On Aug. 5, 2012, NASA’s Curiosity rover touched down on the surface of Mars. Its mission: To find out if Mars could have once supported life. Nearly two years later, the car-size rover’s prime mission officially came to an end on Tuesday, June 24.
That doesn’t mean Curiosity will be put out to pasture. She’ll still be doing science on Mars and returning crucial data about the atmosphere and surface of the cold, red planet.
As the main investigation comes to a close, we spoke to chief scientist John Grotzinger, who has been directing the mission from NASA’s Jet Propulsion Laboratory in Pasadena, California. He talked about Curiosity’s biggest discoveries and one of the darkest moments during the mission.
[A lightly edited transcript of the interview follows]
Business Insider: How are you feeling now?
John Grotzinger: We feel really great about what we’ve been able to do. We’re hopeful that NASA will continue the mission. We are in the stretch of the fastest driving that we’ve done the entire mission so far. Now we’re trying to get toward Mount Sharp. We’ve had 16 papers published and two papers in Science magazine. We met all of the goals in advance. It doesn’t feel like mission over.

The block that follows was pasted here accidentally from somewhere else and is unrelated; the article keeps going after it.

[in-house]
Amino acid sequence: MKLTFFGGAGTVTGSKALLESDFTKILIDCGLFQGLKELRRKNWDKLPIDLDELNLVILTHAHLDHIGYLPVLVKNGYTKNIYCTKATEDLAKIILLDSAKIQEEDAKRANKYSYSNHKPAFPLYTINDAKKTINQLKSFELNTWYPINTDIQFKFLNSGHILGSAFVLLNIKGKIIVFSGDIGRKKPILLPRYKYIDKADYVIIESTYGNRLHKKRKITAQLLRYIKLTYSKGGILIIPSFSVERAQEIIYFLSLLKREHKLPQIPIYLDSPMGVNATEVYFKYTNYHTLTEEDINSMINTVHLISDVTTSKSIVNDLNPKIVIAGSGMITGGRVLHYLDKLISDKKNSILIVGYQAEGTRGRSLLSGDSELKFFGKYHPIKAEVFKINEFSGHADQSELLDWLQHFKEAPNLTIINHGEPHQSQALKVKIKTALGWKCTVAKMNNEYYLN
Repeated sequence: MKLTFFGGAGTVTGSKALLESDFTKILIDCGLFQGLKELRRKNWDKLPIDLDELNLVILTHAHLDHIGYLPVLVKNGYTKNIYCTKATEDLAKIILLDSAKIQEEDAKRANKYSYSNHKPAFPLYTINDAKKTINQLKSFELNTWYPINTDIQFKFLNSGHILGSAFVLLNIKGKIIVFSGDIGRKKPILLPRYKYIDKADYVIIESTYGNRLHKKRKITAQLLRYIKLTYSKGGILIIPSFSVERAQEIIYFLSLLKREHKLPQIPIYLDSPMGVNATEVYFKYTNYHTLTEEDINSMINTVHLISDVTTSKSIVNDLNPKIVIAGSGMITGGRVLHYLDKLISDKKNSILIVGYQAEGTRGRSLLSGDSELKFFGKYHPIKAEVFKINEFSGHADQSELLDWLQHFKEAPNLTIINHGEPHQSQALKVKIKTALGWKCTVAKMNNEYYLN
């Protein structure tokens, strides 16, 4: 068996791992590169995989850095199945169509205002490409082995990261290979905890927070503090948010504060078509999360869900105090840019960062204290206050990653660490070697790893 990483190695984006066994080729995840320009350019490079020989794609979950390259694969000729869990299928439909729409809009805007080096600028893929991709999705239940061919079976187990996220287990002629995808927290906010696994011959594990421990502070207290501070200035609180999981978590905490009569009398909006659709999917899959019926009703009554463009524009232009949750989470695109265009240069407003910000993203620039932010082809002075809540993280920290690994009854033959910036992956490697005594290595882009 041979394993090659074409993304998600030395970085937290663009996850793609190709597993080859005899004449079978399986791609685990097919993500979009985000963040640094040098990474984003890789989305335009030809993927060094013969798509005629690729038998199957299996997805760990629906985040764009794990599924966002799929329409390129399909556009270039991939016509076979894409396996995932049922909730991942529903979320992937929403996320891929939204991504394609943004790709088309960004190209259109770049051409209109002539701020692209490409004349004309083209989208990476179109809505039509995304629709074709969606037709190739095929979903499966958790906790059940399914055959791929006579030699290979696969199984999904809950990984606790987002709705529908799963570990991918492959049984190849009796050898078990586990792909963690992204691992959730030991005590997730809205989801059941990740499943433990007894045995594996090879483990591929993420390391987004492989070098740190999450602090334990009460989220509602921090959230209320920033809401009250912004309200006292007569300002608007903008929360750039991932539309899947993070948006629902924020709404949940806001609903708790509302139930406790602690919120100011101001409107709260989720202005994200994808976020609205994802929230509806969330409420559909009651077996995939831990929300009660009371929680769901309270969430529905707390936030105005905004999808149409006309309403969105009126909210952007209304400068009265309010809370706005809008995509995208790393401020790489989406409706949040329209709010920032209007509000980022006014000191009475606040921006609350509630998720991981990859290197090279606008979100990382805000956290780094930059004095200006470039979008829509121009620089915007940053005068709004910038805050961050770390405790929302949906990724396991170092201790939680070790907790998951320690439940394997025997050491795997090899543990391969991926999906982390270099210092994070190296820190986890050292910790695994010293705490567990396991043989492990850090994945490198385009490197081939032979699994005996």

BI: The last two Mars rovers, Spirit and Opportunity, also outlived their prime mission, by many, many years. Why is the main investigation so short if you know the machines can beat these expectations and how long do you expect Curiosity to last?
JG: NASA defines a set of objectives that the spacecraft is supposed to achieve within a timeframe, which was one Mars year or a little less than two years for Curiosity. The warranty on Curiosity expires in June, but we can see Curiosity’s vital signs working really well so we expect it to keep going. Curiosity is different than past rovers because it doesn’t have solar power, it has nuclear power. The way we generate power is that the radioactive device generates heat. There’s a device called the thermocouple, which converts heat to electricity. We can monitor its lifespan. We know we are going to get another good five years. After another seven years, we are going to be generating enough power to keep vehicle going, but not too much more. In 10 years, we expect to see significant degradation.
BI: What is the Curiosity team going to do now?
JG: A lot of team is now going to transition over to the Mars 2020 mission. That’s the year it’s going to launch. I’m going to stick with Curiosity and make sure we make it to the base of Mount Sharp.
BI: How do you feel attached to Curiosity besides being the lead investigator?
JG: You can’t help but become emotionally attached to these robots even though they are mechanical devices. When something happens to Curiosity we not only feel the impact of the vehicle on Mars, but also on collective collaboration here. We watch everything she does. We watch the previous Mars rover, Opportunity, as she gets older and the same thing will eventually happen to Curiosity.
BI: Can you sum up the top three discoveries of the prime mission?